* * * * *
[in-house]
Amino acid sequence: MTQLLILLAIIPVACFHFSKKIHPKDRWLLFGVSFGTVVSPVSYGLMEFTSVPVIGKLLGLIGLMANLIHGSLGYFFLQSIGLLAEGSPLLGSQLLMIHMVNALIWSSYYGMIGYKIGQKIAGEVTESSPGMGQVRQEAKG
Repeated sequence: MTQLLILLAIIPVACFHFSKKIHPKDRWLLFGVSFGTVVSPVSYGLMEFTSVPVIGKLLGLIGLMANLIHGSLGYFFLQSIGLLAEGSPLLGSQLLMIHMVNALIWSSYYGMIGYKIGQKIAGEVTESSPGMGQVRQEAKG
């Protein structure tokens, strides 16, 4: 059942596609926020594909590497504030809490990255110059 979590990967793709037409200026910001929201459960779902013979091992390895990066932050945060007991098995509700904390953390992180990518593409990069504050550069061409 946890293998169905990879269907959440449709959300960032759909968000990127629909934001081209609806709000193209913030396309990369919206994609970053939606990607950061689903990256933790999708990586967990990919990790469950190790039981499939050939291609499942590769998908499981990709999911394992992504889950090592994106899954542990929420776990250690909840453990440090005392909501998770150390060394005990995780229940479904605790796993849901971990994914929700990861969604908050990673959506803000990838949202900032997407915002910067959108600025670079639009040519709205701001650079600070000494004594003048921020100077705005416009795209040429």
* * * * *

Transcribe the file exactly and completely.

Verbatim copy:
[in-house]
Amino acid sequence: MTQLLILLAIIPVACFHFSKKIHPKDRWLLFGVSFGTVVSPVSYGLMEFTSVPVIGKLLGLIGLMANLIHGSLGYFFLQSIGLLAEGSPLLGSQLLMIHMVNALIWSSYYGMIGYKIGQKIAGEVTESSPGMGQVRQEAKG
Repeated sequence: MTQLLILLAIIPVACFHFSKKIHPKDRWLLFGVSFGTVVSPVSYGLMEFTSVPVIGKLLGLIGLMANLIHGSLGYFFLQSIGLLAEGSPLLGSQLLMIHMVNALIWSSYYGMIGYKIGQKIAGEVTESSPGMGQVRQEAKG
């Protein structure tokens, strides 16, 4: 059942596609926020594909590497504030809490990255110059 979590990967793709037409200026910001929201459960779902013979091992390895990066932050945060007991098995509700904390953390992180990518593409990069504050550069061409 946890293998169905990879269907959440449709959300960032759909968000990127629909934001081209609806709000193209913030396309990369919206994609970053939606990607950061689903990256933790999708990586967990990919990790469950190790039981499939050939291609499942590769998908499981990709999911394992992504889950090592994106899954542990929420776990250690909840453990440090005392909501998770150390060394005990995780229940479904605790796993849901971990994914929700990861969604908050990673959506803000990838949202900032997407915002910067959108600025670079639009040519709205701001650079600070000494004594003048921020100077705005416009795209040429």